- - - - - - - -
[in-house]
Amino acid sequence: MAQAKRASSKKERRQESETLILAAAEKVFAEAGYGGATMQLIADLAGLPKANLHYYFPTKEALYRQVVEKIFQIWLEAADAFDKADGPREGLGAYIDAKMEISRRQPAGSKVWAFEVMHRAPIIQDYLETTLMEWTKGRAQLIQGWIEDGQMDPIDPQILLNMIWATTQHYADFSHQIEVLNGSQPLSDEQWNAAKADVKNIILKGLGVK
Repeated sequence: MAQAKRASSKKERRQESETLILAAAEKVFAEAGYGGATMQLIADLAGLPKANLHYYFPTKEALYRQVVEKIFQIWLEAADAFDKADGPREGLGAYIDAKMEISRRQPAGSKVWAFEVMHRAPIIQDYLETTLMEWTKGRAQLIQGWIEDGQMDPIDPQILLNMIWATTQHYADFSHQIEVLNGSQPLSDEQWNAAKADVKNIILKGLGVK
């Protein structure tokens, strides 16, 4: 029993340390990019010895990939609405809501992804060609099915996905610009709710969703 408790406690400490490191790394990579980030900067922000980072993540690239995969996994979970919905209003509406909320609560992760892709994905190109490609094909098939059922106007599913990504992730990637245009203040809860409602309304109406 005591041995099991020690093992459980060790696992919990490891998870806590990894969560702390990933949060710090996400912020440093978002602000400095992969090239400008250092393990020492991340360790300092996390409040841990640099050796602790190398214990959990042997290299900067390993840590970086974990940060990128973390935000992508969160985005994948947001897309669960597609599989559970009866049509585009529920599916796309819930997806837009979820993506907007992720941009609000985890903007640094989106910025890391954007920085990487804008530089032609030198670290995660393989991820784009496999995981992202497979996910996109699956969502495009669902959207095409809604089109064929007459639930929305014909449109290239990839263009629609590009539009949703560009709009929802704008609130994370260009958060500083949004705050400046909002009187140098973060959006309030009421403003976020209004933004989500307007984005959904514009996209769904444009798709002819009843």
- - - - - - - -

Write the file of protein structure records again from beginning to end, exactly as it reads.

[in-house]
Amino acid sequence: MAQAKRASSKKERRQESETLILAAAEKVFAEAGYGGATMQLIADLAGLPKANLHYYFPTKEALYRQVVEKIFQIWLEAADAFDKADGPREGLGAYIDAKMEISRRQPAGSKVWAFEVMHRAPIIQDYLETTLMEWTKGRAQLIQGWIEDGQMDPIDPQILLNMIWATTQHYADFSHQIEVLNGSQPLSDEQWNAAKADVKNIILKGLGVK
Repeated sequence: MAQAKRASSKKERRQESETLILAAAEKVFAEAGYGGATMQLIADLAGLPKANLHYYFPTKEALYRQVVEKIFQIWLEAADAFDKADGPREGLGAYIDAKMEISRRQPAGSKVWAFEVMHRAPIIQDYLETTLMEWTKGRAQLIQGWIEDGQMDPIDPQILLNMIWATTQHYADFSHQIEVLNGSQPLSDEQWNAAKADVKNIILKGLGVK
């Protein structure tokens, strides 16, 4: 029993340390990019010895990939609405809501992804060609099915996905610009709710969703 408790406690400490490191790394990579980030900067922000980072993540690239995969996994979970919905209003509406909320609560992760892709994905190109490609094909098939059922106007599913990504992730990637245009203040809860409602309304109406 005591041995099991020690093992459980060790696992919990490891998870806590990894969560702390990933949060710090996400912020440093978002602000400095992969090239400008250092393990020492991340360790300092996390409040841990640099050796602790190398214990959990042997290299900067390993840590970086974990940060990128973390935000992508969160985005994948947001897309669960597609599989559970009866049509585009529920599916796309819930997806837009979820993506907007992720941009609000985890903007640094989106910025890391954007920085990487804008530089032609030198670290995660393989991820784009496999995981992202497979996910996109699956969502495009669902959207095409809604089109064929007459639930929305014909449109290239990839263009629609590009539009949703560009709009929802704008609130994370260009958060500083949004705050400046909002009187140098973060959006309030009421403003976020209004933004989500307007984005959904514009996209769904444009798709002819009843």